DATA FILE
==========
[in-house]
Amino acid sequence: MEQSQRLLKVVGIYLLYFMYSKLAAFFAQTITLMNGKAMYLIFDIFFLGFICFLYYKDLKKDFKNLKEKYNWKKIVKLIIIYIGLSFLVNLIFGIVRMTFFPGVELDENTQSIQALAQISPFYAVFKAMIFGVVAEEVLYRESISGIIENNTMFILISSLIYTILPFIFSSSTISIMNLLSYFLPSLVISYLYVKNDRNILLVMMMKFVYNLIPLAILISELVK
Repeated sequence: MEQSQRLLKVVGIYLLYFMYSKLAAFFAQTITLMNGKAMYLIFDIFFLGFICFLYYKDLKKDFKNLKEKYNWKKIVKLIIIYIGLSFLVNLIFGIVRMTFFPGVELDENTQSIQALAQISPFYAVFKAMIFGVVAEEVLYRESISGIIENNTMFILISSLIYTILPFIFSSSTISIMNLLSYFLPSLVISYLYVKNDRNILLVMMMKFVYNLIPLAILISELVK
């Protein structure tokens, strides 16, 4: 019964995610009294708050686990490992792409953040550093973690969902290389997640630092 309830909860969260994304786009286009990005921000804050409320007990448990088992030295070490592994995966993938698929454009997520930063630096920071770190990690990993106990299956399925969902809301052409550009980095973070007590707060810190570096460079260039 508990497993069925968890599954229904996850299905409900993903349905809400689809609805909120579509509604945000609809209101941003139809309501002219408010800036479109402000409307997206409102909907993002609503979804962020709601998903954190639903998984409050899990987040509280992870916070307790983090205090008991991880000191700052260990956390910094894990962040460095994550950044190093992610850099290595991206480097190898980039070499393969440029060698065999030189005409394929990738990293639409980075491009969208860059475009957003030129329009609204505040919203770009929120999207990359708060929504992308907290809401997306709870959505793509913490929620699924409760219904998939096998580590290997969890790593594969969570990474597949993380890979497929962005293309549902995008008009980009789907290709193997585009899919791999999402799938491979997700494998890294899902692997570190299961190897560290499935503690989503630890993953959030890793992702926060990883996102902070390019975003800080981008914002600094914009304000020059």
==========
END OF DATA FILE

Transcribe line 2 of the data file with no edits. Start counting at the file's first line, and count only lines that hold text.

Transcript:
Amino acid sequence: MEQSQRLLKVVGIYLLYFMYSKLAAFFAQTITLMNGKAMYLIFDIFFLGFICFLYYKDLKKDFKNLKEKYNWKKIVKLIIIYIGLSFLVNLIFGIVRMTFFPGVELDENTQSIQALAQISPFYAVFKAMIFGVVAEEVLYRESISGIIENNTMFILISSLIYTILPFIFSSSTISIMNLLSYFLPSLVISYLYVKNDRNILLVMMMKFVYNLIPLAILISELVK